The comment about cheesecake at the beginning refers to an earlier talk by Brandon Ledward, in which he described how his Hawaiian History class in public school was so pathetic that the “teacher,” who was actually the gym coach, gave passing grades if students brought him a cheesecake at the end of the semester – no other work required.
I like to think weʻve come a long way..
I donʻt want to give away too much about my talk at TEDx Manoa “Moʻolelo Refigured” – Iʻll save that for when the video comes out – but my theme of moʻolelo (myth, history, legend, story) seemed to be one that ran through most of the talks, as Naʻalehu Anthony noted. Anthony himself explained how ʻOiwi TV was not really about technology, or even the telling of stories exactly, but about the question of who gets to tell the stories. In her talk Ola (i) nā Mo’olelo: Living Mo’olelo, Brandy Nalani McDougall read poetry framed by vivid commentary on stories and colonialism – her “On Cooking Captain Cook” got a rise out of the crowd, and it was hard to say whether they all really got it. One person who blogged on my talk didnʻt seem to get it – I noticed his comment that I “made an argument on annexation” – the strategy of continually calling history an opinion has been used by those who still control the story.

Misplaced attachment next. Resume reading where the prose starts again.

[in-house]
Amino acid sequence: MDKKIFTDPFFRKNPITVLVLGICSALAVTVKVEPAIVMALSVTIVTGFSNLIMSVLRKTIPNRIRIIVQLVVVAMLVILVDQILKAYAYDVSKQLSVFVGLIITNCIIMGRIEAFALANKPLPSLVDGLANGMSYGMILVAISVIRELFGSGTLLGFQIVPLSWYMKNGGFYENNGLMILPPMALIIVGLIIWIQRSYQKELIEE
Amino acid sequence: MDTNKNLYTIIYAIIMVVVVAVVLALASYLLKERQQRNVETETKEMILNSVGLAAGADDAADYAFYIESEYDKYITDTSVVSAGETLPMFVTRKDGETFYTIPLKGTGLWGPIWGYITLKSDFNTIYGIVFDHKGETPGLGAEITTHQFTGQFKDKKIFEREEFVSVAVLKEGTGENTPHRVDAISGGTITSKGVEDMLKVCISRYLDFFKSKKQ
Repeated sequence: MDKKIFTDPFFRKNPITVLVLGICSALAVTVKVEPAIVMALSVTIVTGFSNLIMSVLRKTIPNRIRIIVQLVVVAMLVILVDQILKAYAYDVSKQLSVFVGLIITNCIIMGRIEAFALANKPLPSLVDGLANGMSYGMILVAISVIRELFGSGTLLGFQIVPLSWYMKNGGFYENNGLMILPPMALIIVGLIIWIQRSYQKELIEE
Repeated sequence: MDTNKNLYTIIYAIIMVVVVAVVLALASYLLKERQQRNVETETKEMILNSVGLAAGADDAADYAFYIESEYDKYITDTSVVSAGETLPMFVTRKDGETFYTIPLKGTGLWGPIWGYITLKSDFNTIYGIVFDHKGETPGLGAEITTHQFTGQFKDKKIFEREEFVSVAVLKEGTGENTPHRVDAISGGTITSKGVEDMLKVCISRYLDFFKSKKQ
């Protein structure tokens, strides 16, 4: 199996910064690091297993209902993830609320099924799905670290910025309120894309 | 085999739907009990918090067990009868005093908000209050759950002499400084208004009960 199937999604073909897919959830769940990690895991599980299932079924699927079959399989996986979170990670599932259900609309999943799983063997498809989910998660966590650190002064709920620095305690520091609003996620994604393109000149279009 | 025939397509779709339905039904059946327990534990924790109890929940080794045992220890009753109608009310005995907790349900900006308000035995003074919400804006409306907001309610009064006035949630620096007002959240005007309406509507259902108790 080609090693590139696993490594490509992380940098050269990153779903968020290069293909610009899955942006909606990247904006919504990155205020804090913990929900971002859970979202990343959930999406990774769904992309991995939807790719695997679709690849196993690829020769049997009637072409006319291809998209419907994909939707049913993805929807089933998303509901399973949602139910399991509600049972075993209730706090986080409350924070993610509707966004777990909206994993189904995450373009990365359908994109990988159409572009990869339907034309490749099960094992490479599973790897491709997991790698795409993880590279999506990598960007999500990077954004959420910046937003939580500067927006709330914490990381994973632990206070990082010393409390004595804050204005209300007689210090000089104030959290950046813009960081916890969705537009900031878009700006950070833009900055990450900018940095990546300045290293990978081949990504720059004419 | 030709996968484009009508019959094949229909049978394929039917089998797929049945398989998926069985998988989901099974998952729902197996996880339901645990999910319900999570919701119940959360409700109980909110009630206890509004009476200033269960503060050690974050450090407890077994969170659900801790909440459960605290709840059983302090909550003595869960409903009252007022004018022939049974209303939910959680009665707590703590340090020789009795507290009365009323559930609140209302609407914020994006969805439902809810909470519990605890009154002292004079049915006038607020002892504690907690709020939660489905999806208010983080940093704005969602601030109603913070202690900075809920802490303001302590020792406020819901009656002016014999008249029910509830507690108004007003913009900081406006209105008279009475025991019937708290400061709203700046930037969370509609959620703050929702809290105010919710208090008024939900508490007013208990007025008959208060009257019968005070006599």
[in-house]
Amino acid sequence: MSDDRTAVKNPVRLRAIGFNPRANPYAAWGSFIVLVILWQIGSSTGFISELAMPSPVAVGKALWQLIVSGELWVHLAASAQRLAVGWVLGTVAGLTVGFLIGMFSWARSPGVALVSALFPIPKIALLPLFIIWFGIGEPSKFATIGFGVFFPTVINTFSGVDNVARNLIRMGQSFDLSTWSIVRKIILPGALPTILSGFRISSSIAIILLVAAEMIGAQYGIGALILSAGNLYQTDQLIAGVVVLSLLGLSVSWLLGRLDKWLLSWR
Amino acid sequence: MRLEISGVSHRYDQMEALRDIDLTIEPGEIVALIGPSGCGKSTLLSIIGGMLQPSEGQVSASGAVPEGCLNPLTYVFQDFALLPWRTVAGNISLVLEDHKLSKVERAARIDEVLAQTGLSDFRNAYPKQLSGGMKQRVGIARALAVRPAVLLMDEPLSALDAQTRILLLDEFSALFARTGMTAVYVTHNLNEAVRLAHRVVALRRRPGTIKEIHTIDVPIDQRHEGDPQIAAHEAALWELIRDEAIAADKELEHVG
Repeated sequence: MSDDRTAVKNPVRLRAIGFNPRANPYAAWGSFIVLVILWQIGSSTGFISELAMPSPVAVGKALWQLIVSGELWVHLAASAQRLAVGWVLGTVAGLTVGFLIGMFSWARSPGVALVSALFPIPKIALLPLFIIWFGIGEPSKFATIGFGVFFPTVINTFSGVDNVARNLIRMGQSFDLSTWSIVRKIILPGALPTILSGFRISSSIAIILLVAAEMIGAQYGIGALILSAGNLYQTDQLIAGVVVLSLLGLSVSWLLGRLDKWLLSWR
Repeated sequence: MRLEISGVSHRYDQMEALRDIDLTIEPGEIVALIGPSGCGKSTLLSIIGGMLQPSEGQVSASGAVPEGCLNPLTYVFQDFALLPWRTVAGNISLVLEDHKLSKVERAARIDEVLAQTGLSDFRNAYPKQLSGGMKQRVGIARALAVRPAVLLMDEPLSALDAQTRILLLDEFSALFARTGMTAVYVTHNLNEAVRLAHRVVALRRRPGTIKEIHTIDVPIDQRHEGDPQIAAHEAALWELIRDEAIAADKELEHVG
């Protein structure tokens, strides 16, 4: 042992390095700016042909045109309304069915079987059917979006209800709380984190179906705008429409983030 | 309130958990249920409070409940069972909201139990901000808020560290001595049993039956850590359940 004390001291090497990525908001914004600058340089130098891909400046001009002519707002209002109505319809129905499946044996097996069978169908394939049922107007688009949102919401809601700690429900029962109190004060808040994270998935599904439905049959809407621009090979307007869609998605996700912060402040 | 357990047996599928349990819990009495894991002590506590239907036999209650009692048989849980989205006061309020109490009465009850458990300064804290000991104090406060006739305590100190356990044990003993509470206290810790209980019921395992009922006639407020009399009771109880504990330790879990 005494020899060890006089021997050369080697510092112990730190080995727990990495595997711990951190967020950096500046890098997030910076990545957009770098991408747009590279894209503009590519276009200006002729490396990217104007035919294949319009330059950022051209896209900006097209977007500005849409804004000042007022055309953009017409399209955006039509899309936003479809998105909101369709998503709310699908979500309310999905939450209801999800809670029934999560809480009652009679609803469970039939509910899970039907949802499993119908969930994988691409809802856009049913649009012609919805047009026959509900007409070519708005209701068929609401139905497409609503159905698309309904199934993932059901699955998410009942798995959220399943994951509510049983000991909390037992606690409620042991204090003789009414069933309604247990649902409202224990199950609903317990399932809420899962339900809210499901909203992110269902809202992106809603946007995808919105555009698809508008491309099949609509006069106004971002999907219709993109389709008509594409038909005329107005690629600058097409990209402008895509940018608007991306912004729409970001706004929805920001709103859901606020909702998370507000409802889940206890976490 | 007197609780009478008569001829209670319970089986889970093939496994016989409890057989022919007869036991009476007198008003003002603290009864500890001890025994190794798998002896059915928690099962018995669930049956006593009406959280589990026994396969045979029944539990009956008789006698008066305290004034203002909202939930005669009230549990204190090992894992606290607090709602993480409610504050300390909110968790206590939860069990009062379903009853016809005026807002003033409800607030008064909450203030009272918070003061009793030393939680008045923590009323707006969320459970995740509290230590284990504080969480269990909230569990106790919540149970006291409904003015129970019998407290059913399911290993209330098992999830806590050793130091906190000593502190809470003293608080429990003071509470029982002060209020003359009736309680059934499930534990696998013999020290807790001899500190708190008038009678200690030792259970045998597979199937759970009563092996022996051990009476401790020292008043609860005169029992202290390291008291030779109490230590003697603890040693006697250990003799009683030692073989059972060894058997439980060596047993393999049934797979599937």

Lissette Flannary, a mainland born and raised Hawaiian filmmaker, focused on the stories of the Hawaiian diaspora, hula, music and their intersections. Her American Aloha, on mainland halau hula, epitomizes this focus, and many of her films are on hula, like Na Kamalei: The Men of Hula, but she also made One Voice about the Kamehameha song contest, which Iʻm in for one nanosecond. Manu Boyd skillfully delivered a story that connected the gods of Manoa to the “robust retail environment” he heads in Waikiki -Royal Hawaiian Shopping Center – in a surprisingly captivating and funny moʻolelo. In Hawaiʻi’s Legacy of Literacy, Puakea Nogelmeier focused on the means of telling the story itself – Hawaiian language newspapers, from which I dutifully transcribed my pages for his Awaiaulu/ʻIke Kuʻokoʻa project. His project is directly relevant to mine (a Hawaiian history textbook) in that it could make my project immediately out of date as new voices from the past emerge, and thatʻs OK.
Kealoha, the singularly named State Poet Laureate recited The Poetry Of Us, connecting his background in nuclear physics and poetry in a poetic examination of Hawaiian origins (and all origins). His poem “What are the chances?” spoke of the contingency and irony of existence in a way that was timely and in a contemporary style. And this summed up the TED theme “New Old Wisdom” – new frameworks for old knowledge, or as Vicky Holt Takamine put it, It’s Na’au or Newa.